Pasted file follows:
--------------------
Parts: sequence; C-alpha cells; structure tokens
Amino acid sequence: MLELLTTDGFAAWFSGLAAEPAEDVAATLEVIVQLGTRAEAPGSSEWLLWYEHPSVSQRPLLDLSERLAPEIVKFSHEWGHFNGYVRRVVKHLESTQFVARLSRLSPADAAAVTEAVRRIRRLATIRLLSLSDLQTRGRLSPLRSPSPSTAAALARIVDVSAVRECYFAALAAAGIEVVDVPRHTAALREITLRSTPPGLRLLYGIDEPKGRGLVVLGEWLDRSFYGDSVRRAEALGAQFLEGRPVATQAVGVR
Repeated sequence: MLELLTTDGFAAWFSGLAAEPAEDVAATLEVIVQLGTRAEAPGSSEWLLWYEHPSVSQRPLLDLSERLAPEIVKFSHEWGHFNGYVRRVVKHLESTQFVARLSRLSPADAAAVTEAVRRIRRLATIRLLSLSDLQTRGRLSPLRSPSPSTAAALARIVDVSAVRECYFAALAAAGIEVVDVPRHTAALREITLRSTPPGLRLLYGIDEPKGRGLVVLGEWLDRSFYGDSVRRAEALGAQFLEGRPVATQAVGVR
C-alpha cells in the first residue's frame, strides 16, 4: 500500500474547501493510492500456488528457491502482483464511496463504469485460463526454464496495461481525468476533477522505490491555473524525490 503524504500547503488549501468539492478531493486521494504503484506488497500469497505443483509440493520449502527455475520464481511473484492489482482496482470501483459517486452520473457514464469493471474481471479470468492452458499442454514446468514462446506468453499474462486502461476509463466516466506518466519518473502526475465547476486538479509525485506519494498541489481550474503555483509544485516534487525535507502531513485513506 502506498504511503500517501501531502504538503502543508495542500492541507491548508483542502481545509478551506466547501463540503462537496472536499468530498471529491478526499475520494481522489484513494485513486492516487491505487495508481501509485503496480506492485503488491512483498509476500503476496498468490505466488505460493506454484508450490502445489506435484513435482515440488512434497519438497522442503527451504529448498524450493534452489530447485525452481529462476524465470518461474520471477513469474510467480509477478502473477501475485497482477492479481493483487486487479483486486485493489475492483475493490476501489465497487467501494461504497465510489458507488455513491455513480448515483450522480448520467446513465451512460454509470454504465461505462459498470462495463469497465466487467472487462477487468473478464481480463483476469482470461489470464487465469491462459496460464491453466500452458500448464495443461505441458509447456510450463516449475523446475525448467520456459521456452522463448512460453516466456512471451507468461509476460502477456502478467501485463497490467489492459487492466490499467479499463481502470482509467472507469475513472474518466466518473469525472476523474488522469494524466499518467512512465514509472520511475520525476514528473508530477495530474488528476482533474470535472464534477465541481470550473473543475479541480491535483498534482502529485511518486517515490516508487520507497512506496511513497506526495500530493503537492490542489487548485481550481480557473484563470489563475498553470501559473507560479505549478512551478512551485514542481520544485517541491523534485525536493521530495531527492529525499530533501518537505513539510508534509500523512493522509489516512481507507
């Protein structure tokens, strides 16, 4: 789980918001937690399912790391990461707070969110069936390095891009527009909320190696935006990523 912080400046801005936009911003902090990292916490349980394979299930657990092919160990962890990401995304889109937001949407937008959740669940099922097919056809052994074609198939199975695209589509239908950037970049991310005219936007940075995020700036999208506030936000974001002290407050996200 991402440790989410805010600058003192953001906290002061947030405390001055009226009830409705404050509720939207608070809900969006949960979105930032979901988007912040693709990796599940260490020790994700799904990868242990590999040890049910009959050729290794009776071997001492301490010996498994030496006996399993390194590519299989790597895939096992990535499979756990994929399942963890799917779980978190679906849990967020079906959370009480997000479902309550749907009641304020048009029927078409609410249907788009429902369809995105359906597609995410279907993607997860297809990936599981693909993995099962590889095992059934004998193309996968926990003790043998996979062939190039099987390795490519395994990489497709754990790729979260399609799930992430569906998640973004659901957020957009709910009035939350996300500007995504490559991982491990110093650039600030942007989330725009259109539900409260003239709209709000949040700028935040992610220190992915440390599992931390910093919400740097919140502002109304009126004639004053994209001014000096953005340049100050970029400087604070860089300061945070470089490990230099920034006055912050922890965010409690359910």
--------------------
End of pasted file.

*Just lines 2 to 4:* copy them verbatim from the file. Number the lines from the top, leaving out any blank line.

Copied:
Amino acid sequence: MLELLTTDGFAAWFSGLAAEPAEDVAATLEVIVQLGTRAEAPGSSEWLLWYEHPSVSQRPLLDLSERLAPEIVKFSHEWGHFNGYVRRVVKHLESTQFVARLSRLSPADAAAVTEAVRRIRRLATIRLLSLSDLQTRGRLSPLRSPSPSTAAALARIVDVSAVRECYFAALAAAGIEVVDVPRHTAALREITLRSTPPGLRLLYGIDEPKGRGLVVLGEWLDRSFYGDSVRRAEALGAQFLEGRPVATQAVGVR
Repeated sequence: MLELLTTDGFAAWFSGLAAEPAEDVAATLEVIVQLGTRAEAPGSSEWLLWYEHPSVSQRPLLDLSERLAPEIVKFSHEWGHFNGYVRRVVKHLESTQFVARLSRLSPADAAAVTEAVRRIRRLATIRLLSLSDLQTRGRLSPLRSPSPSTAAALARIVDVSAVRECYFAALAAAGIEVVDVPRHTAALREITLRSTPPGLRLLYGIDEPKGRGLVVLGEWLDRSFYGDSVRRAEALGAQFLEGRPVATQAVGVR
C-alpha cells in the first residue's frame, strides 16, 4: 500500500474547501493510492500456488528457491502482483464511496463504469485460463526454464496495461481525468476533477522505490491555473524525490 503524504500547503488549501468539492478531493486521494504503484506488497500469497505443483509440493520449502527455475520464481511473484492489482482496482470501483459517486452520473457514464469493471474481471479470468492452458499442454514446468514462446506468453499474462486502461476509463466516466506518466519518473502526475465547476486538479509525485506519494498541489481550474503555483509544485516534487525535507502531513485513506 502506498504511503500517501501531502504538503502543508495542500492541507491548508483542502481545509478551506466547501463540503462537496472536499468530498471529491478526499475520494481522489484513494485513486492516487491505487495508481501509485503496480506492485503488491512483498509476500503476496498468490505466488505460493506454484508450490502445489506435484513435482515440488512434497519438497522442503527451504529448498524450493534452489530447485525452481529462476524465470518461474520471477513469474510467480509477478502473477501475485497482477492479481493483487486487479483486486485493489475492483475493490476501489465497487467501494461504497465510489458507488455513491455513480448515483450522480448520467446513465451512460454509470454504465461505462459498470462495463469497465466487467472487462477487468473478464481480463483476469482470461489470464487465469491462459496460464491453466500452458500448464495443461505441458509447456510450463516449475523446475525448467520456459521456452522463448512460453516466456512471451507468461509476460502477456502478467501485463497490467489492459487492466490499467479499463481502470482509467472507469475513472474518466466518473469525472476523474488522469494524466499518467512512465514509472520511475520525476514528473508530477495530474488528476482533474470535472464534477465541481470550473473543475479541480491535483498534482502529485511518486517515490516508487520507497512506496511513497506526495500530493503537492490542489487548485481550481480557473484563470489563475498553470501559473507560479505549478512551478512551485514542481520544485517541491523534485525536493521530495531527492529525499530533501518537505513539510508534509500523512493522509489516512481507507